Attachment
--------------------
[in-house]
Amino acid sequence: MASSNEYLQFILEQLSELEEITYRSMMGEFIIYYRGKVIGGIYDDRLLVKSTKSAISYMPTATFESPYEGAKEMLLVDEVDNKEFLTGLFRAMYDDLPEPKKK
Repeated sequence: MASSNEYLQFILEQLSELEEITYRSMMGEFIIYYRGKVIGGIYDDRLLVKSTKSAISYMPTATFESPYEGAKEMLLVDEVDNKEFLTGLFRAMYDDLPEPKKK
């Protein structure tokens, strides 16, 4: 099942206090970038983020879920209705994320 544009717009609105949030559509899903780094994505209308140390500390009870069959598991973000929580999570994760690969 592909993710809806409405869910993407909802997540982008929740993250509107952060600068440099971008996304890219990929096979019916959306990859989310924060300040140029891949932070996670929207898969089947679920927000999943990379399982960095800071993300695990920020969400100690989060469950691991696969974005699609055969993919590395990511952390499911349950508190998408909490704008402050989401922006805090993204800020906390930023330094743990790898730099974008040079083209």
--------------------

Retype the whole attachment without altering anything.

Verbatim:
[in-house]
Amino acid sequence: MASSNEYLQFILEQLSELEEITYRSMMGEFIIYYRGKVIGGIYDDRLLVKSTKSAISYMPTATFESPYEGAKEMLLVDEVDNKEFLTGLFRAMYDDLPEPKKK
Repeated sequence: MASSNEYLQFILEQLSELEEITYRSMMGEFIIYYRGKVIGGIYDDRLLVKSTKSAISYMPTATFESPYEGAKEMLLVDEVDNKEFLTGLFRAMYDDLPEPKKK
């Protein structure tokens, strides 16, 4: 099942206090970038983020879920209705994320 544009717009609105949030559509899903780094994505209308140390500390009870069959598991973000929580999570994760690969 592909993710809806409405869910993407909802997540982008929740993250509107952060600068440099971008996304890219990929096979019916959306990859989310924060300040140029891949932070996670929207898969089947679920927000999943990379399982960095800071993300695990920020969400100690989060469950691991696969974005699609055969993919590395990511952390499911349950508190998408909490704008402050989401922006805090993204800020906390930023330094743990790898730099974008040079083209």